1) What did Arthur Andersen contribute to the Enron disaster?
Arthur Andersen (AA) contributed to the Enron disaster when it has failed to the management by failing to have Enron establish and enforce its own internal control. There has been flaws to AA‘s internal control. There has been assumption that AA partners were too motivated by revenue recognition thus, overlooking several criteria when providing their services to Enron. Additionally, AA also recognised the retention of audit clients as vital and a loss of any clients would be disadvantaged to an auditor’s career. In AA internal control, the person who is able to make most of the decisions is the person who is most concerned about the revenue or losses of the client’s company. Therefore, in regards to the auditors standing up to the management or to the client has become unclear. AA was the only firm in the “Big 5” to allow the partner in charge of the audit to override a ruling of the quality control partner. All auditors have a fiduciary duty to provide reasonable assurance of detecting material misstatements in the financial report arising from fraud and error, and are responsible to the shareholders of the company being audited and not to the company. AA also contributed to the disaster by destroying and shredding of Enron audit papers, which are evidence to the disaster and which also covered deficiencies. This obstruction of justice had led to formal charges of obstructions of justice and jail sentence. Another big factor of contribution to this disaster is the approval of the structure of Special Purpose Entities (SPEs) that were used to generate false profits, hide losses and keep any unfavourable information out of Enron’s consolidated financial statements.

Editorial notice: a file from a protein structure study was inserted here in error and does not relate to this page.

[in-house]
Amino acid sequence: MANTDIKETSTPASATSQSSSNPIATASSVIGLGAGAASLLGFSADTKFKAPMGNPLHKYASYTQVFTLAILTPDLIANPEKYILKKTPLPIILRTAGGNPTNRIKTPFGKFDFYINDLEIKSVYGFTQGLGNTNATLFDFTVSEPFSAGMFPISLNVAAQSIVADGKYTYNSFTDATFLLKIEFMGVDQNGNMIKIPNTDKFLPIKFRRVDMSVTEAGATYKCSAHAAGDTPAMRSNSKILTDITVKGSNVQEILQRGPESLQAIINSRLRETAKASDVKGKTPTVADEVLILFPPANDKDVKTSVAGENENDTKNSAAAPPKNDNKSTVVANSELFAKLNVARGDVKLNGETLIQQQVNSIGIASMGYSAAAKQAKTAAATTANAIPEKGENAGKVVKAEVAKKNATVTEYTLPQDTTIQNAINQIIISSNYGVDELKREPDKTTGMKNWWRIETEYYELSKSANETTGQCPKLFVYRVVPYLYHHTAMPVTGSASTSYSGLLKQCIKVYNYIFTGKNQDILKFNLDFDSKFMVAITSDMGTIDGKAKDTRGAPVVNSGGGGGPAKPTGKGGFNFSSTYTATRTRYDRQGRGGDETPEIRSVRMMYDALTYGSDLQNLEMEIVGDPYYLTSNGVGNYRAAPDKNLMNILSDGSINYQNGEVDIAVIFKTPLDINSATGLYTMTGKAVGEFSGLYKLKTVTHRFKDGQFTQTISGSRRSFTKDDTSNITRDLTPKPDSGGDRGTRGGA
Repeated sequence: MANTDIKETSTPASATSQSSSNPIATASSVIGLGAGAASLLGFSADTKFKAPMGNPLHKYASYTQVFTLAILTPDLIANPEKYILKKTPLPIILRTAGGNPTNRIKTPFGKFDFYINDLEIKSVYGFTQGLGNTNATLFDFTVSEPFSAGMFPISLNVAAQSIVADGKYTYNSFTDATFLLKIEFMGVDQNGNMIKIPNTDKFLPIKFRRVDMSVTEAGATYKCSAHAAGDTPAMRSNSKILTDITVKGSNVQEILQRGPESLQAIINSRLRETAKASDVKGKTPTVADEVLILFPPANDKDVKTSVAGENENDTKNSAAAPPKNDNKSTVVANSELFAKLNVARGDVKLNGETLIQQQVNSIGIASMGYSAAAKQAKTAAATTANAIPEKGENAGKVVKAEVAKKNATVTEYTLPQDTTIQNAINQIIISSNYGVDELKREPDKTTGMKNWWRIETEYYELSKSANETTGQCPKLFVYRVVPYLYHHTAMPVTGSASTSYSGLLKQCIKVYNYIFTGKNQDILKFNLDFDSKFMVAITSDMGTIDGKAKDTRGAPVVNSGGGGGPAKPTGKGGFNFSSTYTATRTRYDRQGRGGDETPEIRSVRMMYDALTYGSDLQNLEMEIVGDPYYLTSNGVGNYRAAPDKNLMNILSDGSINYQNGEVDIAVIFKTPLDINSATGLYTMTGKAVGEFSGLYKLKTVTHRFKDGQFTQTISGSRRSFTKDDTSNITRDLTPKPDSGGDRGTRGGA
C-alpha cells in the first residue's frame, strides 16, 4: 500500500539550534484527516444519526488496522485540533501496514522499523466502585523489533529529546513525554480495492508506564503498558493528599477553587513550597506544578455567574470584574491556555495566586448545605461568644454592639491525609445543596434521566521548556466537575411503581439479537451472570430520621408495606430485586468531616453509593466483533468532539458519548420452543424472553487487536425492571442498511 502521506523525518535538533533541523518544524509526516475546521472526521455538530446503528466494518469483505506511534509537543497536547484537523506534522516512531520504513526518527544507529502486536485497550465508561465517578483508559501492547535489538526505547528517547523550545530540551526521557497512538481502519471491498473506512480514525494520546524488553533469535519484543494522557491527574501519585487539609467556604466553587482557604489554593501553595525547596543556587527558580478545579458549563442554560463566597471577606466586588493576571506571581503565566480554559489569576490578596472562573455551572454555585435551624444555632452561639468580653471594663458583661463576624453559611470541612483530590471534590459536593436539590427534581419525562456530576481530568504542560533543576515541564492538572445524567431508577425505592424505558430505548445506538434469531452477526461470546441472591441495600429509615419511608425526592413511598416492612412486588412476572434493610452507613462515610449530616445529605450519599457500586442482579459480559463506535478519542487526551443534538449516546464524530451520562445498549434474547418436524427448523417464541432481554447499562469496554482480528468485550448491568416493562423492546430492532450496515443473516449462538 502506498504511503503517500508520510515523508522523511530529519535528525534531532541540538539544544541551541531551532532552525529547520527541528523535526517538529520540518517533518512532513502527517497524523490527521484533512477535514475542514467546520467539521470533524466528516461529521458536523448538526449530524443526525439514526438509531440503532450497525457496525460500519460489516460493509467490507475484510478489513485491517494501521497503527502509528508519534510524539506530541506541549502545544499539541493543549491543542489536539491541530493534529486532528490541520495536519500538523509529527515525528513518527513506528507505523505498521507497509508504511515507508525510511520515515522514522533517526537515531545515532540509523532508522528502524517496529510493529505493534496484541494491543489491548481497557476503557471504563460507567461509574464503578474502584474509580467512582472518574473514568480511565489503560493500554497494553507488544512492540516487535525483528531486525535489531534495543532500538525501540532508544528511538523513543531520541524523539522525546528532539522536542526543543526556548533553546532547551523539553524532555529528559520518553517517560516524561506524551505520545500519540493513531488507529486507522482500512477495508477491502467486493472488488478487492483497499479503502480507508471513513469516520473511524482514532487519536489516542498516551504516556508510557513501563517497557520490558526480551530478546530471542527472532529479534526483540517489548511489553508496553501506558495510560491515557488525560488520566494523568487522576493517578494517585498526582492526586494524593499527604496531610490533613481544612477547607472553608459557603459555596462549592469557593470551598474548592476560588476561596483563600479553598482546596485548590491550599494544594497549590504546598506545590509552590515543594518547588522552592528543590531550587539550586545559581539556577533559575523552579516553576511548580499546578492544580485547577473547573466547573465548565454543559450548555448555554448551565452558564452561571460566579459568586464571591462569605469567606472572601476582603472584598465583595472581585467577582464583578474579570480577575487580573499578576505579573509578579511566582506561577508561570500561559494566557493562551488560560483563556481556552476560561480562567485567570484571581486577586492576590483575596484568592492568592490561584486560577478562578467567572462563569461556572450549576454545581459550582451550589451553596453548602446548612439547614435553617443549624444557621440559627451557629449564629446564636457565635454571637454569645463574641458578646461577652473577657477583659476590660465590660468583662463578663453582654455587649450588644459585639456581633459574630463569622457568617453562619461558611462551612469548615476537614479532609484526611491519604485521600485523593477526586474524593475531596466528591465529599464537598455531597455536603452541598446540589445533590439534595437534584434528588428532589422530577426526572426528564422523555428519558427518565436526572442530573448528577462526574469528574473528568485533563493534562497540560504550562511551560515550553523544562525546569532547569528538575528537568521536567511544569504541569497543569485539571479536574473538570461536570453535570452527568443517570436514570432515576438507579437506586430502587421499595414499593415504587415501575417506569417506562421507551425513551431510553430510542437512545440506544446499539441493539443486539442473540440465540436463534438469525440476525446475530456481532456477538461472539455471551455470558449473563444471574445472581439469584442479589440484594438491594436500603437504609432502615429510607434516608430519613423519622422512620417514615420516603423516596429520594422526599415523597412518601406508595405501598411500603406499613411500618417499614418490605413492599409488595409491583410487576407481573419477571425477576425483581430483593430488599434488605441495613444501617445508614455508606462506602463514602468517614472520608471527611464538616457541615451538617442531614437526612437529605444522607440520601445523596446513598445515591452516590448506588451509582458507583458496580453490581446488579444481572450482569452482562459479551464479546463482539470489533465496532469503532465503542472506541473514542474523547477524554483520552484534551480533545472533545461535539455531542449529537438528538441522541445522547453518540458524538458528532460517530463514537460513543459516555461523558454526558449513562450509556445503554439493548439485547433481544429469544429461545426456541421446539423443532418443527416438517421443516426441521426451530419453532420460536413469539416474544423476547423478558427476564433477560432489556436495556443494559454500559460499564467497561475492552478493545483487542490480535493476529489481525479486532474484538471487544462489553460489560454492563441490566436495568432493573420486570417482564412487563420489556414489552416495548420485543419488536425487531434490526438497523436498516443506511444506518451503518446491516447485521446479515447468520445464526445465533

2) Which Arthur Andersen decisions were faulty?
During auditing of Enron’s documents, AA has made many decisions which led to their downfall. AA has approved for the structure of Special Purpose Entities (SPEs) which generate...
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